Insuring there were no weak links in the drivetrain, Jim tossed the old driveshaft and installed a newly balanced unit fitted with heavy-duty U-joints featuring Allemite zerk fittings. From its Flint, Michigan, birthplace, Jim's 'Burb left the factory with 3.08:1 freeway gears. The only work needed here was a fresh change of hypoid gear oil and a couple of cans of Krylon semi-gloss black spray paint.
The last link in the chain of essential mechanized ingredients was the '65's cooling system. One of the considerations Jim faced was selecting a radiator heavy duty enough to cool a relatively weighty old truck pulling a load of passengers with camping gear up steep mountain grades. Jim subcontracted B&M Radiator of Fremont, California, to swap in a four-row core between his '65's original radiator tanks.
Ensuring the 'Burb's cooling system was in top shape paid off down the road when Jim decided it was time to install air conditioning. While Jim and his family were at the Goodguys show in Pleasanton, California, he asked the guys at Vintage Air's booth which one of their units would work best for his '65 Suburban. When Jim returned home, he called Vintage Air in San Antonio, Texas, and ordered an A/C unit direct.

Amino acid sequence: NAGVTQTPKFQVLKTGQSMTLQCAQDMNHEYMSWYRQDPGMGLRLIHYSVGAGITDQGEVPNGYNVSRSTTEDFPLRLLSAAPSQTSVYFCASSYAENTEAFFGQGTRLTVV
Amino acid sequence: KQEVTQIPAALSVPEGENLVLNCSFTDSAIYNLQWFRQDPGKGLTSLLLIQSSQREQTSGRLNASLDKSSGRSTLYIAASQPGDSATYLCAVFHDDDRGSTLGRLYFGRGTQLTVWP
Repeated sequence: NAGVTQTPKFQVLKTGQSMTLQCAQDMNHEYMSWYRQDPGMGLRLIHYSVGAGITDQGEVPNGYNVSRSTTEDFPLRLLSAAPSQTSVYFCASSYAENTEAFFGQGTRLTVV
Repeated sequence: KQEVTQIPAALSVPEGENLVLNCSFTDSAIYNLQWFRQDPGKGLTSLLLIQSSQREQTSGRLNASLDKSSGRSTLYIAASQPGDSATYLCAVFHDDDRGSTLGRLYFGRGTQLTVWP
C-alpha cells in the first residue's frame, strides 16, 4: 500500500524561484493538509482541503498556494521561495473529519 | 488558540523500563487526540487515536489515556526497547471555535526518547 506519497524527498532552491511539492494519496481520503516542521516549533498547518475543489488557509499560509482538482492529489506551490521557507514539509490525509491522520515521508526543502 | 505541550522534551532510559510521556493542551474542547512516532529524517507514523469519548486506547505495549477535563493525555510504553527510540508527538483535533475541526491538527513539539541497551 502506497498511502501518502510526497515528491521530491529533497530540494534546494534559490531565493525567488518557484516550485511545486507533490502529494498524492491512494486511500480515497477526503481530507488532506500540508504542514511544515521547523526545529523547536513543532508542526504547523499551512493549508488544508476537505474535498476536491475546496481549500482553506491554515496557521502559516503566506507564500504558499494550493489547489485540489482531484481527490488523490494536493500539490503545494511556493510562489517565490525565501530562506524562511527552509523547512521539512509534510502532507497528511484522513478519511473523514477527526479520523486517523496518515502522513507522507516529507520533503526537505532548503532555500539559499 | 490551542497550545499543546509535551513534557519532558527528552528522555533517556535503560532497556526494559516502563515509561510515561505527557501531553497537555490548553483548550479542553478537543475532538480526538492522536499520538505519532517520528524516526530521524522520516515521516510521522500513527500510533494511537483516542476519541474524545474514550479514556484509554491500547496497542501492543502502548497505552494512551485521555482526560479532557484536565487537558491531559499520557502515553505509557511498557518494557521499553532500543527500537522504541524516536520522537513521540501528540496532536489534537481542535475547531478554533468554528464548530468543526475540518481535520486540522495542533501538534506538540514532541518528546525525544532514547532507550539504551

In '78, with the help of Arlen Ness, Jim and his wife, Rita, built a custom chopper. Jim told us he would swing by Arlen's shop on numerous occasions to buy parts and pick Arlen's brain on how to build things right. One of the details that really stood out on Jim and Rita's bike was the Arlen Ness paint job. When the chopper was completed they took it to the Oakland Roadster Show, where it took second place in its class. Without Arlen's guidance, Jim realized he wouldn't have been able to build such a nice Suburban in his garage.
You did read the last paragraph right: Jim, with the help of his family, performed all the work on his Suburban in their two-car garage. His brother-in-law, John Huber, did the exterior bodywork, featuring a shaved tailgate, hatch, and door handles, and then climbed under the hood and smoothed the firewall. Everything from stripping the Suburban down to the bare metal on up to finishing it off in DuPont two-stage aqua and white paint was accomplished without leaving the garage.
The taillight shape is unique to Suburbans and panels-don't you love it?
The Suburban's exterior shaving includes the door handles, tailgate with hatch, and bumper
The door panels are from Rod Doors.